Mark Rahner, along with Robert Horton, is the creator of ROTTEN, a zombie western comic that has received acclaim from comics fans and horror fans alike. He is also a friend, and as is usual, when we get together, the douchebaggery flows like wine. Our interview, conducted at Emerald City Comic Con this past March, is no exception. Special thanks to Chelsea Freund for transcription assistance.

Marc Mason: This is Marc Mason of the Comics Waiting Room. I am here with Mark Rahner, the writer of “Rotten,” a zombie western, from Moonstone Books. Mark, you just released trade paperback 1. Tell me about that.

Mark Rahner: Well, it’s 5 months late. What do you want to know, apart from that?

MM: Does that mean we got extra stuff in it, or you were just lazy?

MR: Naw, it wasn’t my doing. The publisher had some sort of speed bump. But thank God it’s finally out. Please, everyone go buy it. It’s the first 6 issues; the 9th issue is about to come out, and what I can tell you is that it keeps getting worse.

MM: That is an incentive to buy if I have ever heard one.

MR: That should be our motto. Like, “Rotten: It just keeps getting worse.”

MM: Why that isn’t on the t-shirts, I don’t know. And I see you are selling t-shirts; tell me about that.

MR: Well, they’re very absorbent.

MM: That’s excellent, because I don’t want the sweat staying on my skin, and I want a shirt that will do that for me.

MR: I think it would bring out…um, it would suit you. It would suit your figure, it would emphasize all the curves in the right way, and – –

MM: What about my complexion? Will it go with my complexion?

MR: Um, if I slap you.

MM: I’ll think about that, and I’ll get back to you.

MR: You put on one of those “Rotten” shirts, you’re not walking outta here alone.

MM: Am I walking out in cuffs? ‘Cause that’s usually how it works.

MR: Cuffs and a ball gag. The whole ensemble.

MM: Excellent, excellent. That’s my idea of a good time. That’s what I want out of a comic.

MR: All right. So, let’s get serious here. Good God. You are the Morley Safer of comic book interviewers, so let’s get down to business here.

MM: That is the highest praise I have ever received in my entire adult life.

MR. That’s sad. That’s the saddest thing I’ve heard all day, and we’re at a Comicon.

MM: It should’ve been. All right, so you’re saying issue 9 is coming soon?

MR: Issue 9 is coming soon (Ed. Note: It has now shipped), it’s a conclusion to a three-parter called “Revival of the Fittest,” and it’s really repugnant and offensive and filled with some really, we think, creative, hard core action and violence.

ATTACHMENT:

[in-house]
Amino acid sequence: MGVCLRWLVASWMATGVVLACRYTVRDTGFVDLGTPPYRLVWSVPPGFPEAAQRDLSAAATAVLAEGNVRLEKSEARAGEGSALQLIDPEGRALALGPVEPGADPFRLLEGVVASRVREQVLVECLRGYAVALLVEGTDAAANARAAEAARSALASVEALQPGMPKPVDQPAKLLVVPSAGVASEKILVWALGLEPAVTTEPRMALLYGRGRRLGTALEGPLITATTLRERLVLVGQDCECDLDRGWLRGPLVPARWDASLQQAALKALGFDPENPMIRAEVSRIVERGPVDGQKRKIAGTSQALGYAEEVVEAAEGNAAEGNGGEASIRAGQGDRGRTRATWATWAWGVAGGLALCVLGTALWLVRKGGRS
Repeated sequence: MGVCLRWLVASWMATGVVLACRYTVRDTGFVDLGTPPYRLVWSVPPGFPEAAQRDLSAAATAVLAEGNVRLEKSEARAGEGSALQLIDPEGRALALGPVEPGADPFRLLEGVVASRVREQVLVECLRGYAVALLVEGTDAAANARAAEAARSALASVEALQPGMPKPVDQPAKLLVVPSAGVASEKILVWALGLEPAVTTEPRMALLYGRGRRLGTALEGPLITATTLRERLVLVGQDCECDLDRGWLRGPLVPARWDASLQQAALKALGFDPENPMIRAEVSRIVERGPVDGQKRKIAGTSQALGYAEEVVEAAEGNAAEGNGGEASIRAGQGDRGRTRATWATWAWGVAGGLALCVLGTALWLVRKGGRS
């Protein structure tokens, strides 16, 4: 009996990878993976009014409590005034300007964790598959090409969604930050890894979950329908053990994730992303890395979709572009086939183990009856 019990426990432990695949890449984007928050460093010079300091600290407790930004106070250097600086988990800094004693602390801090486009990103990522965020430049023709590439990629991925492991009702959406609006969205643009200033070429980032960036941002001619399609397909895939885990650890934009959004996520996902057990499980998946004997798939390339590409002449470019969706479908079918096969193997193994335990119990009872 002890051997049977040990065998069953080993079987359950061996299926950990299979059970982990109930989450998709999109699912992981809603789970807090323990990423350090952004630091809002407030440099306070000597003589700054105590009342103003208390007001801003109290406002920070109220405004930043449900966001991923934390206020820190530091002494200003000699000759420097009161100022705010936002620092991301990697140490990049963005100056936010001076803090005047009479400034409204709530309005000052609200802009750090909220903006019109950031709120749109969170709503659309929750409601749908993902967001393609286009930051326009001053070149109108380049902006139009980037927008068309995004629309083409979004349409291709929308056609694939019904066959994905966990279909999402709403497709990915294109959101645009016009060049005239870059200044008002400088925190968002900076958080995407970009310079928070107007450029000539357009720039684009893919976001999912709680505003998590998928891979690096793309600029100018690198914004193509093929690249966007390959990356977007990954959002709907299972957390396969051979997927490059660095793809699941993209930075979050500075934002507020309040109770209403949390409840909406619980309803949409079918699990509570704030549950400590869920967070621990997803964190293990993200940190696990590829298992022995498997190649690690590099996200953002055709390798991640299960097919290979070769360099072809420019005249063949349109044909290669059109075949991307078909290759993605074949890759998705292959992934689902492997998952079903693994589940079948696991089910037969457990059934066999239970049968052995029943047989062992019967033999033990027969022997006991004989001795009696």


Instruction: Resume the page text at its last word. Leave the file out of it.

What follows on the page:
MM: How do you keep coming up with ideas that push the boundaries even further of bad taste?

MR: I like the way you put that, thank you. Well, there’s bad taste on a number of different levels. There’s action, which is kind of foul; like, for instance, in the 8th issue, the hero goes down a timber shoot chased by zombies that are torn to pieces while he is coasting down on his bite-proof leather coat, and that’s tasteless. But there’s also tastelessness in the sense that we have a zombie that looks like Sarah Palin that gets a spike through the forehead preceded by, “Shut the fuck up, you brain-dead bitch.” That is so tasteless, I felt like I should retire after that.

MM: I think I saw a bit of controversy online about that when you first released those pictures.

MR: It made Andrew Sullivan’s Atlantic blog and I just felt like that was the pinnacle of my career, and then after that I should just do an Elvis and die on the toilet.

MM: I think we’re all expecting that.

MR: It’s gonna happen sooner or later. I just hope that when they find me I was reading something that wasn’t too embarrassing, you know?

MM: Like an issue of Vogue, or something recommended by Oprah?

MR: Certainly not an issue of Plumpers, or anything that you would have found in Michael Jackson’s house, you know? You wanna start the interview over again?

MM: Oh, God, no.

MR: Are we doing okay?

MM: We’re doing all right.

MR: Okay.

MM: So, after issue 9, are you going to another arc? Do you have an ending in sight, or – –

MR: If there is an ending, it’s a little ways down the line, but numbers 10 and 11 – I’ve literally been cackling as I write them. There’re some great set pieces in them. There’s a figure who will look very familiar to you, who is a bad guy, an evil character. And – –

MM: Does he look like John Layman, by any chance?

MR: No…he’s…I don’t wanna get too offensive. I mean, I want people to still read the book, and I want it to be dry. Numbers 10 and 11 also have variant covers now. We have a great new cover artist who paints the covers, his name is Steve Bryant, and – –

MM: Steve Bryant is fantastic.

MR: Yeah, I think he’s every bit as good as Alex Ross, and cheaper to hire than Alex Ross by a great deal. No, I love the guy, and we’re happy to have him be part of the “Rotten” family…although that sounds kinda gross, doesn’t it?

MM: Only a smidge.

MR: Yeah, yeah. Yeah, there’s a lot of cool stuff coming up. We’re pretty excited about it, and it looks like we’re going to finally get some issues out one month after the next, and then this summer in June there is a prose book which is the lost diary of Agent Flynn, and Robert Horton wrote that. It’s sort of a really creepy but wryly humorous kind of prequel to what starts in the first issue, and it’s really good. Horton is an outstanding writer, although I try to keep him out of sight and completely eclipsed most of the time.

MM: Is that coming out through Moonstone as well?

MR: It is. It’s a little hardcover book and it’s substantial enough so that you can really club somebody with it. You can’t do much damage with these single issues, even if you roll one up and do it like in “Alien,” try and jam it down somebody’s throat.

MM: Sure.

MR: The trade you could do a little bit more damage with, but still, you can’t beat a hardcover for assaulting someone.

MM: I agree 100 percent. I think that’s effective thinking and good work on your part.

MR: Now you’re the Piers Morgan of comic book interviewers. Throw me another softball.